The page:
Corporate governance in Switzerland – New ESG rules in Switzerland: how to mitigate the risk of criminal liability – Corporate Governance

On January 1, 2022, the indirect counter-proposal to the so-called Responsible Business Initiative was introduced into the Swiss Code of Obligations (CO). The new rules of articles 964a ff. CO requires public-interest companies domiciled in Switzerland, such as listed companies and large companies supervised by the Swiss Financial Market Supervisory Authority (FINMA), to publish annual reports on ESG issues. Companies must report on environmental, social and social issues, respect for human rights and the fight against corruption in their report. The new reporting obligation under Swiss law corresponds to the European Directive 2014/95/EU on the reporting of non-financial aspects. The report on ESG issues must be approved by the board of directors and the general meeting. In addition, the report must be published electronically and remain available for at least ten years.

In addition to reporting obligations in non-financial matters, new due diligence and reporting obligations have been introduced for all companies having their registered office, registered office or principal place of business in Switzerland which i) import or process tin, tantalum, tungsten or gold containing minerals or metals from conflict or high risk areas (conflict minerals) or which (ii) offer products or services for which there is a reasonable suspicion that they were manufactured or provided using child labor (Article 964j ss. CO). Thus, the new due diligence and reporting obligations in the area of ​​conflict minerals and child labor apply, in principle, to all companies domiciled in Switzerland. Companies within the scope of the rules must comply with and report on due diligence requirements in their supply chain (which includes audited entities within their own group of companies). While only the conflict minerals report needs to be audited, the conflict minerals and/or child labor report needs to be approved by the board. The report must be published electronically and remain available for at least ten years. Details of due diligence and reporting obligations regarding conflict minerals and child labor are governed by an order.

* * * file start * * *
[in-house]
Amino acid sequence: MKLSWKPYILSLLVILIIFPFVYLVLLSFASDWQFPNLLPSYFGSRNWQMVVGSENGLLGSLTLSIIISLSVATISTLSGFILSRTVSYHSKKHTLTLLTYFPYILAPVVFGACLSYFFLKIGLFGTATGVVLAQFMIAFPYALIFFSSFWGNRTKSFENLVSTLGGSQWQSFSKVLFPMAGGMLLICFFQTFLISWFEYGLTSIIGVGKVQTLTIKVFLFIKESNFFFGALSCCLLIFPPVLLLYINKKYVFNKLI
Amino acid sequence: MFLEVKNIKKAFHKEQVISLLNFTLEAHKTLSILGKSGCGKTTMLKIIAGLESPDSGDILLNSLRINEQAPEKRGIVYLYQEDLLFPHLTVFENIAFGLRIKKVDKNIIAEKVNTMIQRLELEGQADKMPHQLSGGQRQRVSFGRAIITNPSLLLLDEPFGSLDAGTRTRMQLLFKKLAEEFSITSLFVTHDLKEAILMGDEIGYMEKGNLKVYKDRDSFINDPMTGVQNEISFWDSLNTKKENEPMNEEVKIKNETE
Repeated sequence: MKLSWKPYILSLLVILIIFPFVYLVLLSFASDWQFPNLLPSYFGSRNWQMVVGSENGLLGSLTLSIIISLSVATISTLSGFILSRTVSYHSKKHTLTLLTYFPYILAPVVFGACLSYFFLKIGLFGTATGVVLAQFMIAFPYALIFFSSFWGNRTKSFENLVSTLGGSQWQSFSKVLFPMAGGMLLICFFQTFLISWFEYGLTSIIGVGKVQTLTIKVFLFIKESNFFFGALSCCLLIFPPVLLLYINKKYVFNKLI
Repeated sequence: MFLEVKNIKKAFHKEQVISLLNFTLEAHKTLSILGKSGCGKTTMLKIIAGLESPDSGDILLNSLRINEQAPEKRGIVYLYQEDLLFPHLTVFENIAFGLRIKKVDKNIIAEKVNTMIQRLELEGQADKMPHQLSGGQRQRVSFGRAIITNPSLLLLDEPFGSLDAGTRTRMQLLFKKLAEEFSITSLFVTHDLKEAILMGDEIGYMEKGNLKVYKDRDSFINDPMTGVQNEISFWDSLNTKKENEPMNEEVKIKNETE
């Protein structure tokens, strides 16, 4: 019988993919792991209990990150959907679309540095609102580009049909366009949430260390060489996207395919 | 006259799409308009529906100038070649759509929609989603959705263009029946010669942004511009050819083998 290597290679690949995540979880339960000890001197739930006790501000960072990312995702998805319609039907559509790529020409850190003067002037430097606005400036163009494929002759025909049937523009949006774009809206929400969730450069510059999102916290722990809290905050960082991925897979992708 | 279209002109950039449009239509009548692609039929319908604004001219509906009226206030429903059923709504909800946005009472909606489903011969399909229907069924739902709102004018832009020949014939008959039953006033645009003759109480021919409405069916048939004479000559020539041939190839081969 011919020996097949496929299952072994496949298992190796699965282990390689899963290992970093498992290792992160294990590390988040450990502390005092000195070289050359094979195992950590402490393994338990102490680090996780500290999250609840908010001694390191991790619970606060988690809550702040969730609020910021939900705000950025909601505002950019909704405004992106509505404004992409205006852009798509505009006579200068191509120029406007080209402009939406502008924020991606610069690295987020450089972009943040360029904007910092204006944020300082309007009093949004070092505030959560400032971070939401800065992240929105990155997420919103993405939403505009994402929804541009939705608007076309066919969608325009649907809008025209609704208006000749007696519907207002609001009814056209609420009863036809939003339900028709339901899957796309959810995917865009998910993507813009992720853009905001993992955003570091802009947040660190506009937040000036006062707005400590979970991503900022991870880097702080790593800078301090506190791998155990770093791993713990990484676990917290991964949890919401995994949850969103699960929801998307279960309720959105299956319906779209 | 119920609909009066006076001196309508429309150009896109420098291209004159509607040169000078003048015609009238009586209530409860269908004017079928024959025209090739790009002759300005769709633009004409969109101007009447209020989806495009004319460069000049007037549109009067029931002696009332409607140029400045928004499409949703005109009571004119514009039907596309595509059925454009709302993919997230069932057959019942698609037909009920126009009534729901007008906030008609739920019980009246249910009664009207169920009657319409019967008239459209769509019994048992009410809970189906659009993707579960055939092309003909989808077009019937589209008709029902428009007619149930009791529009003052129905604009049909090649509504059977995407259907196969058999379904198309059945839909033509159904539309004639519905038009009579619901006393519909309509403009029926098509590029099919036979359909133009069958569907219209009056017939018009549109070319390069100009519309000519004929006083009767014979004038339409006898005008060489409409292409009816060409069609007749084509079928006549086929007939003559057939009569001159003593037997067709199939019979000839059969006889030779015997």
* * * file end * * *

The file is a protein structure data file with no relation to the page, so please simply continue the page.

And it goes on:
Companies will have to comply with the new information and due diligence rules from January 2023 and companies whose financial year corresponds to the calendar year will have to publish their first reports in 2024 (for financial year 2023.).

Specific transparency rules for commodity companies

In addition, apart from the ESG disclosure rules mentioned above, new ESG-related transparency rules for certain commodity companies came into force in 2021 (new articles 964d to 964f CO). Companies which, directly or indirectly through a controlled entity, extract minerals, oils, natural gas or primary forest timber and which are subject to ordinary audit, i.e. comply with the applicable thresholds (listed companies, companies exceeding two of the following thresholds in two consecutive years of financial statements: i) a total of 20 million francs in assets, ii) a turnover of 40 million francs, iii) 250 FTE annual average, as well as companies required to draw up consolidated accounts) must publish a special report concerning certain payments (in cash or in kind) totaling CHF 100,000 or more to government authorities.

These special reports must be published for fiscal years that began on or after January 1, 2022.

Penal provisions

We believe the new regulations can provide a valuable business opportunity and contribute to a more sustainable economy. However, a violation of the new ESG rules may not only lead to civil liability and damage to the company’s reputation, but such a violation is also subject to criminal penalties. Since January of this year, two new criminal offenses have entered into force in the Swiss Penal Code (CP).

According to article 325bis CC, a person who i) provides false information in the report on payments to government authorities or totally or partially fails to make such a report or who ii) does not comply with the obligation to keep these reports for a period of ten years is liable to a fine of up to CHF 10,000.